Stanely Mushava Features Correspondent
The University of Fort Hare’s centennial celebrations have flared up deliberations on the state of higher education at the historic university and the sub-region.
The university, which turned 100 on Monday, fares exceptionally as a springboard of thought leadership. This is particularly true of its early years when it became a hub of politically conscious youths, some of whom became able opponents of the apartheid and colonial systems.
The university is the alma mater of regional notables such as President Robert Mugabe, the late President Nelson Mandela of South Africa, the late President Sir Seretse Khama of Botswana, the late ANC president Oliver Tambo and the late President Ntsu Mokhethle of Lesotho.
Significantly for Zimbabwe, Fort Hare has come to be the default synonym for the Presidential Scholarship Scheme which boasted 30 000 undergraduate, masters and doctorate graduates from 15 South African universities as at 2014.
In light of Fort Hare’s civic record and labour of love for black leadership, one can only reflect in dismay on the growing divide between contemporary universities and the public square, particularly in Zimbabwe.
Zintle Filtane, writing for a South African daily, recalls Thabo Mbeki’s impassioned invocation of that golden past where youths represented a frontier whose moral and political force could not be gainsaid.
“Perhaps if we had the power to make them talk, the old silent walls of this university would whisper to us that they have listened to generation after generation of eager and enthusiastic Africans, striving to expand the frontiers of knowledge as well as ensure that, thus armed, they do what they have to do to change especially the African world,” said then South African President Mbeki in 2001.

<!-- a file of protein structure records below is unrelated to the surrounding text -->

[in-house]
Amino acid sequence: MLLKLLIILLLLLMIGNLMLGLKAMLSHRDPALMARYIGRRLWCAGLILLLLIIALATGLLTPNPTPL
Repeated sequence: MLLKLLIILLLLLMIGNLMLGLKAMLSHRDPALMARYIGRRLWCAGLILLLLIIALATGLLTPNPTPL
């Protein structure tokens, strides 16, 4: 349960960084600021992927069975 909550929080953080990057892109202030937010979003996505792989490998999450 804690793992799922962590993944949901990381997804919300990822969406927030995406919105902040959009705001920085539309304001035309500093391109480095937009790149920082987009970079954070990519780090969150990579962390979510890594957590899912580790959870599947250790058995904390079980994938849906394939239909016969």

Leaders across pillar sectors in Africa today set out as shape-shifters during their university days. Contrariwise, a new trajectory is afoot whereby youths are moving away from the public sphere.
Lest we overemphasise, there are still signs of life in our institutions. However, one cannot help noting that disappointing lapse from the days youths representives staked a significant claim to the thought leadership of their day to our own selfie-themed age.
No mystic capacity is required to predict the end of history where student politics is downgrading from an autonomous voice of the youths to an uninspired extension of the party politics of the day.
What nation can be guaranteed sustained greatness whose youths are not active facilitators of their country’s future?
African prospects are youth-based, therefore easily measurable by the level of commitment young people show in ideas of national significance, in the ideological regeneration of their nations.
The writer recently graduated from an institution where student leaders’ claim to fame is organising drinking parties despite the fact that the university is light years behind the science and technology institution it is supposed to be.
When youth leaders would rather induce their constituency to a mental blackout instead of facing the future and claiming the best prospects for their nation through great ideas, you have a fair idea of what tomorrow resembles.